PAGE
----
Most of the biological markers of metastases are derived from cancer cells rather than the stroma. However, assessment of the tumour–host interface provides a correlation with the prognosis and an understanding of the mode of tumour cell invasion, enabling the treatment outcome to be predicted. The aim of the present study was to assess the abundance of stromal myofibroblasts in squamous cell carcinoma of the oral cavity, and to correlate this with cancer recurrence and patient survival. In addition, the relationship between myofibroblast appearance and the incidence of occult neck disease was investigated in order to clarify the indications for elective lymphadenectomy and the outcome of treatment.

Materials and methods

Informed consent was obtained from each patient, and the study was carried out with the approval of the ethics committee of the study institution. The study included 152 consecutive patients with cT1–T3N0 oral squamous cell carcinoma (OSCC) who were diagnosed and treated surgically between 2000 and 2004 in the department of maxillofacial surgery of the university hospital in Zagreb, Croatia. Inclusion criteria were the following: primary surgical treatment, no clinical evidence of regional metastasis (cN0), no prior treatment for OSCC, no significant comorbidities, and a follow-up period of at least 6 months.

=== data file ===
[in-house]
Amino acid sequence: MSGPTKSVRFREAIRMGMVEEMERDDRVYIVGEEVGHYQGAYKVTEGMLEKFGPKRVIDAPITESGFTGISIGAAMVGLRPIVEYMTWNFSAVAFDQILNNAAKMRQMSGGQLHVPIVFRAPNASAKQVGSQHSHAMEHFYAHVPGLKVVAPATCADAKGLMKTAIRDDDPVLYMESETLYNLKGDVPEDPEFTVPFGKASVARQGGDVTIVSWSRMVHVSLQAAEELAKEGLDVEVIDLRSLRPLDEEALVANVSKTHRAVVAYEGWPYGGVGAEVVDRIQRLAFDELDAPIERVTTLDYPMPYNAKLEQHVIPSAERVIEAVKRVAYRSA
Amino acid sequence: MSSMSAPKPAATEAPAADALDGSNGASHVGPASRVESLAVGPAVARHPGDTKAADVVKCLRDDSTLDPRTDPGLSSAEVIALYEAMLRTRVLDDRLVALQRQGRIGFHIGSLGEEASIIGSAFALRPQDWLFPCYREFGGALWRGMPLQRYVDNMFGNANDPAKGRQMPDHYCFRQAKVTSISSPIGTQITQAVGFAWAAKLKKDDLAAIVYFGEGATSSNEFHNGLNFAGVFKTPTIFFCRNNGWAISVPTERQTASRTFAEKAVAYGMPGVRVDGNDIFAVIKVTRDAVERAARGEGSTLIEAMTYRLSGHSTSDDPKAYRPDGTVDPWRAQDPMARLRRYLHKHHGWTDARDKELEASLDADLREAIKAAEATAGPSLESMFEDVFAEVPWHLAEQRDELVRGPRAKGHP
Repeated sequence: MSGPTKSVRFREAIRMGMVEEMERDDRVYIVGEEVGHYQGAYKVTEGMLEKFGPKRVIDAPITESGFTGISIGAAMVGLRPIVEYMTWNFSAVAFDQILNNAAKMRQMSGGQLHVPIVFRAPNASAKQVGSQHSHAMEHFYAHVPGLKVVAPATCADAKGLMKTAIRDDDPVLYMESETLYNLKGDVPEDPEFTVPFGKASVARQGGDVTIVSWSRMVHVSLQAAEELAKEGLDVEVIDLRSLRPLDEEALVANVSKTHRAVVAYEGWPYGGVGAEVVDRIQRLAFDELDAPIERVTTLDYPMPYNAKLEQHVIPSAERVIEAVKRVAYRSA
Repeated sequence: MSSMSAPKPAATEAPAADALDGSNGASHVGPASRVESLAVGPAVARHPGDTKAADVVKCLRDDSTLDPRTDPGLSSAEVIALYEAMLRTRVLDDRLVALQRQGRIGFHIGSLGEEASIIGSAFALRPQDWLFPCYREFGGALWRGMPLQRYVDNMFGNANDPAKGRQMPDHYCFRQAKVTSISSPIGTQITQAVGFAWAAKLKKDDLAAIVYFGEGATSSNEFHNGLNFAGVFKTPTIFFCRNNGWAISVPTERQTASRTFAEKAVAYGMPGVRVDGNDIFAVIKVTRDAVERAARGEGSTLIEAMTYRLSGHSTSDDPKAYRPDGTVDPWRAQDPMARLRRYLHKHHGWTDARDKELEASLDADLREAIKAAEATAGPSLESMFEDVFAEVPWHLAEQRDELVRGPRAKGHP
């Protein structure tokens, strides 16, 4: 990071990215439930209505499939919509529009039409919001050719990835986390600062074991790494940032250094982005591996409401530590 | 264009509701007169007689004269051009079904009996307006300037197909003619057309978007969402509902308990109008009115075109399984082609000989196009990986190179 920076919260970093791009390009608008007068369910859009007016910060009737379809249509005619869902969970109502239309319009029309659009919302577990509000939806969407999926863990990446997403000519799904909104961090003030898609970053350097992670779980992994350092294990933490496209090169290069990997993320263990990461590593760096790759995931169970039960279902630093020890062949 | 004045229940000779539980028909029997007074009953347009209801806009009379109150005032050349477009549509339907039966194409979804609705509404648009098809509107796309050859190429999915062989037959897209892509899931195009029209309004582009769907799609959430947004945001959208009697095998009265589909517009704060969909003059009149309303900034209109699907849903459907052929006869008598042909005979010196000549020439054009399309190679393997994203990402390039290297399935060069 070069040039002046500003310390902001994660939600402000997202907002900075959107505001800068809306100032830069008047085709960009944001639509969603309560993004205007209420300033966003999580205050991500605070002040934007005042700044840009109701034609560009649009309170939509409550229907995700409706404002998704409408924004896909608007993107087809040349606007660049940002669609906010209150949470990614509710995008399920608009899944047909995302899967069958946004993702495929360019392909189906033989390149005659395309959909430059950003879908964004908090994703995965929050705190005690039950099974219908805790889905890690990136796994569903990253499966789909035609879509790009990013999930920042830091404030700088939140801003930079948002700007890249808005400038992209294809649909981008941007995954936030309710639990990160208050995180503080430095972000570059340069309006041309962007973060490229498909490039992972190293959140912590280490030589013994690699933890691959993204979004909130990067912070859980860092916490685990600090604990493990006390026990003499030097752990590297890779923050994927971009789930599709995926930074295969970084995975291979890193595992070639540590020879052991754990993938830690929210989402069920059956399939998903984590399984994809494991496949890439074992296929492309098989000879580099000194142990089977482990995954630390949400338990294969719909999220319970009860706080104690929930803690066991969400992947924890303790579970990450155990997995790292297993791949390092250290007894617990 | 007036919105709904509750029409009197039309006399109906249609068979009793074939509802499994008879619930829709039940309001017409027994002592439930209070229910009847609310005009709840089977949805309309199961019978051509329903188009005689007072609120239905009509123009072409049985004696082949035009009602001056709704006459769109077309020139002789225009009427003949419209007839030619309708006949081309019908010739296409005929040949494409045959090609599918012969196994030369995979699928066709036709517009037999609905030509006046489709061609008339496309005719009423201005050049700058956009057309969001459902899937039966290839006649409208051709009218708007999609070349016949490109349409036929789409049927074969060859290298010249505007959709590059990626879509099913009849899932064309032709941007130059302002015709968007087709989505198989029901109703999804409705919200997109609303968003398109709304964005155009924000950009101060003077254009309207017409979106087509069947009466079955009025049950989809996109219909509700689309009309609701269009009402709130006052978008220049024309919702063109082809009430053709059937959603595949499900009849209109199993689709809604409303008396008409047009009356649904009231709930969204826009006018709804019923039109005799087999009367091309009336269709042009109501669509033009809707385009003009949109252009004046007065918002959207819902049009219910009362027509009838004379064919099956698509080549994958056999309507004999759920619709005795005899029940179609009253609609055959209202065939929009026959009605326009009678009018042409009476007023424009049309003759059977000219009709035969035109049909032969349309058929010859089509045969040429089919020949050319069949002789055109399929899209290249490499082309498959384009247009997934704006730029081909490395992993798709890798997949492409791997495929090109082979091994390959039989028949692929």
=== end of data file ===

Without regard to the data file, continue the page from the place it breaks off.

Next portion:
Standard surgical treatment included intraoral excision for cT1 tumours and intraoral excision with or without elective neck dissection for cT2–T3 tumours. A bilateral lymphadenectomy was performed only in cases where the primary tumours approached the midline. Patient monitoring was concluded on 31 October 2007.

Staging of the disease was based on the international TNM classification of 2009. Patients with adverse histopathological features (positive margin, perineural invasion, extracapsular spread, pT3 or pT4 primary) underwent postoperative irradiation. In daily fractions of 2 Gy, a prophylactic dose of 50 Gy was given to uninvolved neck levels, followed by 60 Gy to the tumour bed, with a boost of 66 Gy being applied to sites of increased recurrence risk, especially regions of the neck with extracapsular nodal disease and microscopically involved margins. Tumour volumes (mm 3 ) were calculated from measurements of the tumour diameter and depth of invasion. It was assumed that tumours are approximately cones with a volume of πr 2 h /3.